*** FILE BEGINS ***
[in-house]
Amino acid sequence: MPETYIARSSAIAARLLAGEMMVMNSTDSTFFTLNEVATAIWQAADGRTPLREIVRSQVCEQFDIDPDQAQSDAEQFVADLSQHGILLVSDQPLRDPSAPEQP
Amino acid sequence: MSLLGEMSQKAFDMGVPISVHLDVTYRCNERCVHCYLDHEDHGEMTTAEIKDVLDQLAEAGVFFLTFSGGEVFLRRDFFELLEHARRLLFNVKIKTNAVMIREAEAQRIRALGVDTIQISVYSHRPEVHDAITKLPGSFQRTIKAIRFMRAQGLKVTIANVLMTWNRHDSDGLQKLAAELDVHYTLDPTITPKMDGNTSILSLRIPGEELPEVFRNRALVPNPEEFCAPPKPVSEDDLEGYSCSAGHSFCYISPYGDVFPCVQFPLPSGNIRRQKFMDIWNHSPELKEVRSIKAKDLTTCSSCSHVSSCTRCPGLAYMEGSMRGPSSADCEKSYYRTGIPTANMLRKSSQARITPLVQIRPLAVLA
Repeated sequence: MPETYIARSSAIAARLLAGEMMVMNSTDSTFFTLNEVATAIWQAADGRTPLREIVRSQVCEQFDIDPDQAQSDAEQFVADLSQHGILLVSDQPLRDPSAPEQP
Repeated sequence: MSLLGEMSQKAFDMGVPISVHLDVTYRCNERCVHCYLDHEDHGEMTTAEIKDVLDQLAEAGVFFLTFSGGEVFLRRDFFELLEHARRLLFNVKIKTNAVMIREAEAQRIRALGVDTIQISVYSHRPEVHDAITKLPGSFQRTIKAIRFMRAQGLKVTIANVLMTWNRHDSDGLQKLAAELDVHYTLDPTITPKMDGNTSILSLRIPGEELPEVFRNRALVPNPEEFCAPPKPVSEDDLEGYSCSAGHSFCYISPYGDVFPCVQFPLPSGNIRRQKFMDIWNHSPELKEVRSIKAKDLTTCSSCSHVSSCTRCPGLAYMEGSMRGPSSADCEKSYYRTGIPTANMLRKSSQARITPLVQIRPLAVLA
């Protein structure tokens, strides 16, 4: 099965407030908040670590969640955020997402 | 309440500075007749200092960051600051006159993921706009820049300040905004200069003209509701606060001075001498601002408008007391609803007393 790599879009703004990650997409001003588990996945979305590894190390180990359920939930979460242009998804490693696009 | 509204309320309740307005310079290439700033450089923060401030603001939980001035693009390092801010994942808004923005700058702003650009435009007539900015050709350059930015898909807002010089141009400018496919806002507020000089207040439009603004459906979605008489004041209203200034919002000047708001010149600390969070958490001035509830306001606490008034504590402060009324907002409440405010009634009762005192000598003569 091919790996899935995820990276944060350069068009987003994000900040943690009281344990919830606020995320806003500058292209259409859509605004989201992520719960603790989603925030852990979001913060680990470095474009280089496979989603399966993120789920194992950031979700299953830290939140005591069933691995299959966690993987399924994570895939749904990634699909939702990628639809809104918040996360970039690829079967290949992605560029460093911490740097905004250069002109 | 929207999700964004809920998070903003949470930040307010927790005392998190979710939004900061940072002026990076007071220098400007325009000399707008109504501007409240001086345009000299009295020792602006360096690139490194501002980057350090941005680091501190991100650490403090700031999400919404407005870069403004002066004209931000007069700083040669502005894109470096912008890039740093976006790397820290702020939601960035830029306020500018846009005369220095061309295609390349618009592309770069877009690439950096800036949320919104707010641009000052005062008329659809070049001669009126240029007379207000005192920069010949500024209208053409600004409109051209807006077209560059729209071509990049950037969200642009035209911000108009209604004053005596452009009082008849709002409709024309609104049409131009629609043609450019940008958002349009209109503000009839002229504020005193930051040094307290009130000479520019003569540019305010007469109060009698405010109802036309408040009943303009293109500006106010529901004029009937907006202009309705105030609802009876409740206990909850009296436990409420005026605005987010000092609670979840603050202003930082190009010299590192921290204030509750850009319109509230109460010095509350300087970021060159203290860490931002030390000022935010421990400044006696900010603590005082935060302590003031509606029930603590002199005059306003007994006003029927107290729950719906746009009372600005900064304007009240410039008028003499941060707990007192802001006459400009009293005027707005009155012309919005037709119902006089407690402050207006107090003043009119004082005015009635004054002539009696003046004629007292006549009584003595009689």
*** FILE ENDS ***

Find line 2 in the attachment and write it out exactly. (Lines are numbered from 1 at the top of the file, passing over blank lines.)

Amino acid sequence: MPETYIARSSAIAARLLAGEMMVMNSTDSTFFTLNEVATAIWQAADGRTPLREIVRSQVCEQFDIDPDQAQSDAEQFVADLSQHGILLVSDQPLRDPSAPEQP